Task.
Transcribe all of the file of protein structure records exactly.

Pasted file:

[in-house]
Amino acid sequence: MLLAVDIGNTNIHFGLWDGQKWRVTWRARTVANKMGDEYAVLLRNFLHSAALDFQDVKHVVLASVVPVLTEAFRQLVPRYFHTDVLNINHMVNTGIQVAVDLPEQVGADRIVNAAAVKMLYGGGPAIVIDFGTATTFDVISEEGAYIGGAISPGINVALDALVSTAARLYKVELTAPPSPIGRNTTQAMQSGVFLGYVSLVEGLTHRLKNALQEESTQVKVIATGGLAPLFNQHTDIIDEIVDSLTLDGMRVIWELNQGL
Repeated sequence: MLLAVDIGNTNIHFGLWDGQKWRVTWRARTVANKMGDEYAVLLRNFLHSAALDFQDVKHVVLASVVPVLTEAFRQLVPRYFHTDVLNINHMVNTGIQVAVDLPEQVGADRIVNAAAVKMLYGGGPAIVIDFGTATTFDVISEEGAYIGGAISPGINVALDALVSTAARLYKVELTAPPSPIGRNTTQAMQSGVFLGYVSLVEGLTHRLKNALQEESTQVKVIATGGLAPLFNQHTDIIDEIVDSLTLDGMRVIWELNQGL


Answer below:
[in-house]
Amino acid sequence: MLLAVDIGNTNIHFGLWDGQKWRVTWRARTVANKMGDEYAVLLRNFLHSAALDFQDVKHVVLASVVPVLTEAFRQLVPRYFHTDVLNINHMVNTGIQVAVDLPEQVGADRIVNAAAVKMLYGGGPAIVIDFGTATTFDVISEEGAYIGGAISPGINVALDALVSTAARLYKVELTAPPSPIGRNTTQAMQSGVFLGYVSLVEGLTHRLKNALQEESTQVKVIATGGLAPLFNQHTDIIDEIVDSLTLDGMRVIWELNQGL
Repeated sequence: MLLAVDIGNTNIHFGLWDGQKWRVTWRARTVANKMGDEYAVLLRNFLHSAALDFQDVKHVVLASVVPVLTEAFRQLVPRYFHTDVLNINHMVNTGIQVAVDLPEQVGADRIVNAAAVKMLYGGGPAIVIDFGTATTFDVISEEGAYIGGAISPGINVALDALVSTAARLYKVELTAPPSPIGRNTTQAMQSGVFLGYVSLVEGLTHRLKNALQEESTQVKVIATGGLAPLFNQHTDIIDEIVDSLTLDGMRVIWELNQGL